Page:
That is a total of 1241 MW, so working for twenty-four hours with a capacity factor of 30% would create almost 9 GWh of electricity.

  • A small fraction of this 9 GWh of renewable electricity would provide enough to run the electrolyser at full power.
  • The smallest wind farm; Kentish Flats will produce 139 x 24 x 0.3 = 1000 MWh on an average day.
  • Just 23 MWh of electricity per hour is needed to create the ten tonnes of hydrogen.

Where are these wind farms connected to the National Grid?

  • If just one connection is close to Herne Bay, then co-location must be desirable.
  • If there is no connection, only 23 MW would be needed from the National Grid.

Reading the Wikipedia entry for Herne Bay, it appears to be an improving town.

  • It has both a fast rail and a High Speed One connection to and from London.
  • There is a dual-carriageway road connection to the motorway network.
  • The town would probably welcome the jobs, that the development would create.

Herne Bay seems to be a good place to build the first electrolyser.

The Electrolyser At Aberdeen

I don’t know the Aberdeen area well, although the oil industry in the area has been good for my financial well-being.

There must be a good reason for building an electrolyser in the area.

  • Aberdeen have experience of hydrogen buses.
  • There are some large wind farms; both onshore and offshore close by.
  • Is there a convenient site, that once had a coal-fired power station, but still has good electrical connections?

According to the Wikipedia entry for Wind Power In Scotland, the country had 8423 MW of installed wind power in December 2018 and has the aim of using only renewable energy by 2020.

Searching the Internet, I found the Peterhead power station.

The power station is gas-fired.

The power station has changed technology over the years.

There was a plan to fuel the power station with hydrogen produced from methane, where the carbon dioxide would have been captured and stored in the Miller field.

This Google Map shows the power station, to the South of Peterhead.

Note, that the power station is close to the A90 road, which forms the Aberdeen Western Peripheral Route, that goes past Aberdeen to the South of Scotland.

Could this power station be the site of the Aberdeen electrolyser?

  • It looks to have good road connections.
  • It obviously has good electrical connections.
  • Peterhead would probably welcome the employment.

As you can see from the map, the power station is owned by SSE plc, who generate about a third  of their energy from renewables.

And then there is Hywind Scotland, which is the world’s first commercial floating wind farm.

  • This is a 30 MW wind farm.
  • It comprises five 6MW floating wind turbines.
  • It is situated eighteen miles off Peterhead.
  • In the first two years of operation it had a capacity factor of 50 %, according to Wikipedia.

On an average day, Hywind Scotland will generate 360 MWh. This is 65 % of the 550 MWh of energy needed to produce ten tonnes of hydrogen.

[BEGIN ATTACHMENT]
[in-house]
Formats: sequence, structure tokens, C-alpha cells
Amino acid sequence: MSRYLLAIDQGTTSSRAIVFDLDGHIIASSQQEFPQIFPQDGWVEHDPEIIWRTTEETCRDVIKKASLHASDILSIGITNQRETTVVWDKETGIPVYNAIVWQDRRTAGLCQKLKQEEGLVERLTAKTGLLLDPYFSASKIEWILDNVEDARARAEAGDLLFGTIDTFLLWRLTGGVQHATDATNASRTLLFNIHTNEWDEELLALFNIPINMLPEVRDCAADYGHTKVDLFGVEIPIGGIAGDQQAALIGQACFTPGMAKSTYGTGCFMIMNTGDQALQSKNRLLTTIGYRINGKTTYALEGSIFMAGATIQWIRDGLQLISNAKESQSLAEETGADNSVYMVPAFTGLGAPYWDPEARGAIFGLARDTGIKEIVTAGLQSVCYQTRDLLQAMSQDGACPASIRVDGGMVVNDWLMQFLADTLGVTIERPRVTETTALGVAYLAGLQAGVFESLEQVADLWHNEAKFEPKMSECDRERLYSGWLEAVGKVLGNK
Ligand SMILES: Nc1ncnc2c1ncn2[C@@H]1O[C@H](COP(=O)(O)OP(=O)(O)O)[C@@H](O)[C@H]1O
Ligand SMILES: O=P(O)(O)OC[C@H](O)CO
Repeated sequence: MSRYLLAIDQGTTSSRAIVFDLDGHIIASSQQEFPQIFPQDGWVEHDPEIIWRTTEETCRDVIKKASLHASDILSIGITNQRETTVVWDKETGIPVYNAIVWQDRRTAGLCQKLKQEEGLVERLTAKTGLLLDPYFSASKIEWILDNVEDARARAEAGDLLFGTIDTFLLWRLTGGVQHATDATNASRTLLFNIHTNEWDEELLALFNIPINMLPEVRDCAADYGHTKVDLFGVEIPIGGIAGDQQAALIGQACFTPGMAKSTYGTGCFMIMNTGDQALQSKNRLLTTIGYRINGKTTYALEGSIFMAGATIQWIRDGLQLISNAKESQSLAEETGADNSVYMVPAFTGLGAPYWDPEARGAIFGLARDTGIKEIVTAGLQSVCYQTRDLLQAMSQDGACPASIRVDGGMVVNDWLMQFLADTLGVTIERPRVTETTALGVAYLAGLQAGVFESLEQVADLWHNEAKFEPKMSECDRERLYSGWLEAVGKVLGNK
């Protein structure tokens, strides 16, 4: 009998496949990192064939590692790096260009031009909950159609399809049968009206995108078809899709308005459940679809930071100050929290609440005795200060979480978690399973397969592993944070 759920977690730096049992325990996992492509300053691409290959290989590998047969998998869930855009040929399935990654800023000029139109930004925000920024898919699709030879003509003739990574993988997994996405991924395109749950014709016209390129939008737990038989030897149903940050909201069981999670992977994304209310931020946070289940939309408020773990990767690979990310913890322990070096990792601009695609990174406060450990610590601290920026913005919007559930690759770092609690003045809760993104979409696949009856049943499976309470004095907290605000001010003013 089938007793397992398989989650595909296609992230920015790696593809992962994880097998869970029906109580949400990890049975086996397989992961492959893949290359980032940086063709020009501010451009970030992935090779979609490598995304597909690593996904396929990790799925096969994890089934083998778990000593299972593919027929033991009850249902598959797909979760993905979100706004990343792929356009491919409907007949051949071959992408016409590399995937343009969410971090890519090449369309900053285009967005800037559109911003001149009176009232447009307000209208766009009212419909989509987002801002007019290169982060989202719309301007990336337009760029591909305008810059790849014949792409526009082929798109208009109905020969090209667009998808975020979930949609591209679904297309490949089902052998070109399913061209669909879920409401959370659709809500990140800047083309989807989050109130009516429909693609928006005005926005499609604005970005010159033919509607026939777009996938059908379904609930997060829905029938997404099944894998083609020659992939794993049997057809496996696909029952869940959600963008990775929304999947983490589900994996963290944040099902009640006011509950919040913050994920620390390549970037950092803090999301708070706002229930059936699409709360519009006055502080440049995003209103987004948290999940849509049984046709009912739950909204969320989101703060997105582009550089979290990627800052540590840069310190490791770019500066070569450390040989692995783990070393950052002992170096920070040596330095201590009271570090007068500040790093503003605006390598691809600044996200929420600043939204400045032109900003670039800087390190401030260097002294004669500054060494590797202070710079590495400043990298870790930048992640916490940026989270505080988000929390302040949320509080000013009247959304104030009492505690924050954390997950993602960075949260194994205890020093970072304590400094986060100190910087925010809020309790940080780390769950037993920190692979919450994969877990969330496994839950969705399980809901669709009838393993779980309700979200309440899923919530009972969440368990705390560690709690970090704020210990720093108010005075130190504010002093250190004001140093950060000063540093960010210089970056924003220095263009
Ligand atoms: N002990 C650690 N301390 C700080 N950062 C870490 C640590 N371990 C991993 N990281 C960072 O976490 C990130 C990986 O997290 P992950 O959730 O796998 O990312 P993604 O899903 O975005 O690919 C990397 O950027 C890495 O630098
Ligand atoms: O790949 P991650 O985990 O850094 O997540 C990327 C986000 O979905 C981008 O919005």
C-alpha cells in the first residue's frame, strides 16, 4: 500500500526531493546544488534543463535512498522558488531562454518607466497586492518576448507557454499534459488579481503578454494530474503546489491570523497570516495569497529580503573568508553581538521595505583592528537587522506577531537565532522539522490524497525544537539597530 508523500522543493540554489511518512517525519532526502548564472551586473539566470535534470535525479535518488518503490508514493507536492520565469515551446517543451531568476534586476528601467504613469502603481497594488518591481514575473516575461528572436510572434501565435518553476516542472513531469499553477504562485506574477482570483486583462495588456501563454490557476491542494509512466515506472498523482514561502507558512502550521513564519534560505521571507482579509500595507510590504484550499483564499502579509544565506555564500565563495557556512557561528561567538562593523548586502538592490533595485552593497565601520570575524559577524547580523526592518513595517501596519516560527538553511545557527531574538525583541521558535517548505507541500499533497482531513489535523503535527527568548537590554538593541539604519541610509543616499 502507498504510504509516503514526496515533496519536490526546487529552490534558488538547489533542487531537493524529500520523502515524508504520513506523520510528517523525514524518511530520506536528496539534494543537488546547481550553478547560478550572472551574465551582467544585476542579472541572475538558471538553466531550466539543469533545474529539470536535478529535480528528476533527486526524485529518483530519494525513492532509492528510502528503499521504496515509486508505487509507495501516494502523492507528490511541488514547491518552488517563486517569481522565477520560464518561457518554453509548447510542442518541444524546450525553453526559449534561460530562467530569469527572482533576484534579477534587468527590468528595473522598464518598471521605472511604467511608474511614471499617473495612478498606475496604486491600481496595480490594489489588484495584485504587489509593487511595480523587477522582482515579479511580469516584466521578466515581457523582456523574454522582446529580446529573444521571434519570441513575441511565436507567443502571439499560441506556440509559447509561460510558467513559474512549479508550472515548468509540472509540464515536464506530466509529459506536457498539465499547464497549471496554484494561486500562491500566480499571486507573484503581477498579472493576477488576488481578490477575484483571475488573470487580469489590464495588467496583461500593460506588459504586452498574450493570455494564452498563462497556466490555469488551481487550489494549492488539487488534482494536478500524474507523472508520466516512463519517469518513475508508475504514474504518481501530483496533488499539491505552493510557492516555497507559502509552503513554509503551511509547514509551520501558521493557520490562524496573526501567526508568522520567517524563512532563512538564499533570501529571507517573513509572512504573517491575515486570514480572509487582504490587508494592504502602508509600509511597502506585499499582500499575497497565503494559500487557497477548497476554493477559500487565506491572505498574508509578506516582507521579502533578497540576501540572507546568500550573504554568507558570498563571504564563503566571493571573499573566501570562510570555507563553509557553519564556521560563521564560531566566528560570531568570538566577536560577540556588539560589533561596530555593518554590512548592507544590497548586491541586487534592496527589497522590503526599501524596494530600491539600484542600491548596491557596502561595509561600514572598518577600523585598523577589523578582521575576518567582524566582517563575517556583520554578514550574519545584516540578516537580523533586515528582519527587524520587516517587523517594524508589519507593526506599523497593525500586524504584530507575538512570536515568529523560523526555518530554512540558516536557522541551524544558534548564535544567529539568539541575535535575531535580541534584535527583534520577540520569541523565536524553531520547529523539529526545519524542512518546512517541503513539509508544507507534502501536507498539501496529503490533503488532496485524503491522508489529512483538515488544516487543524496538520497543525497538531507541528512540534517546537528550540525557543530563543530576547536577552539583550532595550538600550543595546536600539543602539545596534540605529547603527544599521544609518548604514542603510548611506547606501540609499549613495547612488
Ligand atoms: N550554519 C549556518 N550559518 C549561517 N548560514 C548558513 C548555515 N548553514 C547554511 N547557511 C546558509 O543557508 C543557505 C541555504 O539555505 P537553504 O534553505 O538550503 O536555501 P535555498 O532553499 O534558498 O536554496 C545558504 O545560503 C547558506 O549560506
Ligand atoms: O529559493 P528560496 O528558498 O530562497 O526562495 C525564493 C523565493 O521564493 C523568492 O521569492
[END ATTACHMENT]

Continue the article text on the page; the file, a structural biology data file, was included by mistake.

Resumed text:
Are there undisclosed plans to create a fleet of floating wind turbines, out to sea from Peterhead, which would be ideal for both Scotland’s electricity and hydrogen supplies?

It should also be noted, that in the UK and I suspect other developed countries, if someone needs a large amount of electricity for a commercial purpose, like an aluminium smelter or a steelworks, electricity companies, whether state or privately-owned, have always been keen to oblige.

I suspect that everything could be coming together in Peterhead.

The Electrolyser In Northern Ireland

The Wrightbus factory, owned by Jo Bamford builds its buses at Ballymena.

  • Ballymena is 28 miles North of Belfast.
  • Dublin is 130 miles to the South.

I can see the mother of all arguments happening, as to whether the electrolyser is North or South of the border.

If you look at the Wikipedia entry entitled Electricity Sector In Ireland, this is the opening paragraph.

The electricity sectors of the Republic of Ireland and Northern Ireland are integrated and supply 2.5 million customers from a combination of coal, peat, natural gas, wind and hydropower.

The grid runs as a synchronous electrical grid and in terms of interconnections has undersea DC-only connection to the UK National Grid, alongside plans in the advanced stage for a higher power, planned Celtic Interconnector to France.

It looks like Jo Bamford will only have to deal with one entity, no matter, which side of the border, the electrolyser is situated.

This would surely make it easier for his All-Ireland Green transport plan, which  I wrote about in Wrightbus Boss Eyes All-Island Green Transport Plan.

My feeling is that he’ll get less grief, if the electrolyser was just on the North side of the border with a good road connection to the South. As there is a dual carriage-way road, all the way between Belfast and Dublin, this could probably be arranged.

This Google Map shows where the main dual-carriageway crosses the border.

Note.

  1. The border is shown as a white line to the North of the Centrepoint Business Park.
  2. The railway line between Dublin and Belfast can be seen to the West of the main cross-border road.

I certainly think, that a solution can be found to fuel all those Irish hydrogen buses, that Jo Bamford has proposed.

The Electrolyser At Runcorn

If Runcorn already has a good source of hydrogen at the former ICI factory, that is now owned by INEOS, why build an electrolyser at Runcorn?

There are several reasons.

  • Runcorn is involved in the hydrogen plans for North-West England, that I wrote about in A Hydrogen Mobility Roadmap For North-West England.
  • Runcorn can connect into the North West’s proposed hydrogen network.
  • Runcorn is close to the zero-carbon wind energy of Liverpool Bay.
  • INEOS can pool their zero-carbon hydrogen into that produced by Ryse.
  • Will INEOS with all their hydrogen experience in the area, host the electrolyser?
  • Runcorn is convenient for the large cities of Liverpool and Manchester.
  • Runcorn has good access to the motorway network for the Midland of England and North Wales.